Originally posted on No Coast Bias  |  Last updated 9/23/12

“I wish I was like you… easily amused.”

Kurt Cobain


            A recent post on The NBA Dribbled Out and some goading by my fellow staffers at No Coast Bias has lead me to write to you, gentle readers, on this crisp, Fall morning when football is on the mind of most red-blooded Americans.  Read:




            It is a worthy debate, as both these hall of fame talents wind down their careers.  I am thankful that my counterpart on Dribbled Out starts out right away by saying Duncan has had the better career.  He’s 100% right – KG was not able to duplicate the team success that Duncan enjoyed over the course of his career.  That does not mean KG’s career should be denigrated; in many ways his success came in spite of his organization’s structure and leadership, not because of it.  Where it’s easy to see where Duncan benefitted from the presence and continuity of Greg Popovich, Avery Johnson and David Robinson, KG had a different path.  After an initial wave of solid, winning veterans early in his career (such as Terry Porter and Sam Mitchell, both future NBA coaches), KG was asked to cover for mediocre, one-way talents like Wally Szczerbiak, Troy Hudson and Trenton Hassell.  Magic Johnson’s versatility was a strength the Lakers used to make a good team great.  Garnett’s versatility was squandered making average teams good, a point best driven home by the Wolves’ 7 consecutive first round exits in the late 90s and early 00s.

            Until his last two years in MN, KG never played with another guy who was selected for an all-NBA team (Latrell Sprewell, who was selected in 1994 and was nowhere near the same player in Minnesota, and Sam Cassell).  Until he went to Boston, he never played with a guy who had a chance to go to the hall of fame (Ray Allen and Paul Pierce).  Interesting to note now in 2012 that “The Decision” that made LeBron a pariah (for a while, anyway) was actually the same move made by KG two years earlier – Garnett initially resisted a trade to Boston until Danny Ainge brought Ray Allen in, creating the East’s first modern Big 3.

            Anyway, Dribbled Out is right – Duncan has had the better career.  I would like to redirect (my comments in bold below) on some of his amusing “Silly Debate: Garnett vs. Duncan” points toward the end his post, though.  And if you’d rather read about the NFL this morning, all apologies:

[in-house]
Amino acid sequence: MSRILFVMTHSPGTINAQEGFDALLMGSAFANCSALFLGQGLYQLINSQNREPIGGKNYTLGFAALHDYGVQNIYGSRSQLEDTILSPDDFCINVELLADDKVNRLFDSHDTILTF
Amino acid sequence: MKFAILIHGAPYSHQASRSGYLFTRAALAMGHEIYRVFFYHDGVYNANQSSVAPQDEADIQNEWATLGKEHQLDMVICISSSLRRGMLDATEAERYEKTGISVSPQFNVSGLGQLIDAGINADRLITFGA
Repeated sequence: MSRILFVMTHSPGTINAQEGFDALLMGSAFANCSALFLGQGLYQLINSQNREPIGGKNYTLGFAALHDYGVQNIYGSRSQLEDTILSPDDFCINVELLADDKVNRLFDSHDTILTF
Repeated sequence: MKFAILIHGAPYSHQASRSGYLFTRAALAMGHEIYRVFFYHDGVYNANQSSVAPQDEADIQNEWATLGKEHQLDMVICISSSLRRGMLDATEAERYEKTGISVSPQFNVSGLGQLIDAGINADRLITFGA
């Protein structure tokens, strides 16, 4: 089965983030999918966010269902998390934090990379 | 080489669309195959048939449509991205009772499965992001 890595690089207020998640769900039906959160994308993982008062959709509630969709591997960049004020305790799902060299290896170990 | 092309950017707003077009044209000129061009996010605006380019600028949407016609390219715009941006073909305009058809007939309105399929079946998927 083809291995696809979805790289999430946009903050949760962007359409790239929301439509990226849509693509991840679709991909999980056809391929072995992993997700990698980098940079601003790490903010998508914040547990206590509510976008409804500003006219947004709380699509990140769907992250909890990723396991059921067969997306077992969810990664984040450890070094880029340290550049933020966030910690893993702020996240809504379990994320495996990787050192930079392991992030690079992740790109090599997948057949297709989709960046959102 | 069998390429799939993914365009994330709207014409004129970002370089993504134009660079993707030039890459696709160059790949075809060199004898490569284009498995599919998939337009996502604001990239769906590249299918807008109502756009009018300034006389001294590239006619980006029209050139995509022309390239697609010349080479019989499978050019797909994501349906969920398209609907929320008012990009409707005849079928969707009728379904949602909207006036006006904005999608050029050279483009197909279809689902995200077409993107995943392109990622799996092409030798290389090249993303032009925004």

The Silly Debate

Trying to get to the bar through a packed concert crowd: Duncan.

Garnett is too restless to just stand by while things are happening on the way to the bar. There’s a solid chance he’ll start a fight with someone if they step on his kicks, and you can be sure he’ll be pissed if he can’t hear the music. Duncan is mellow, and he’ll want to get to the bar, get his drink, then get the **** back to whatever chill corner he’s picked out to get his drink on and listen to the band. This is probably null and void since Duncan only goes to Nascar events.

Dude… NO NBA player goes to NASCAR events.  Garnett is the clear choice here.

Instigating a fight: Garnett

See the above reasons, but Garnett’s always getting into stuff on the court. People outside Boston loathe him these days after a series of ridiculous scenarios with opponents, and his DMX Rough Riders routine is tiresome even for his fans. He’s probably chill off the court, but if you really want to get into some ****, Garnett would be a good choice. I’m almost 100% positive Duncan has never been in a fight in his entire life, and if he was faced with the prospect of a possible physical altercation, he’d probably just laugh. 

Garnett has become an instigator in the back half of his career – don’t forget he came into the league out of High School and spent several of his early years taking his licks from the likes of Brian Grant and Cliff Robinson.   But Garnett has always been completely business off the court.  Neither of these guys have to start any mess in real life – that’s what guys like Brian Scalabrine are on the roster for.  Neither Duncan nor Garnett would instigate a real fight.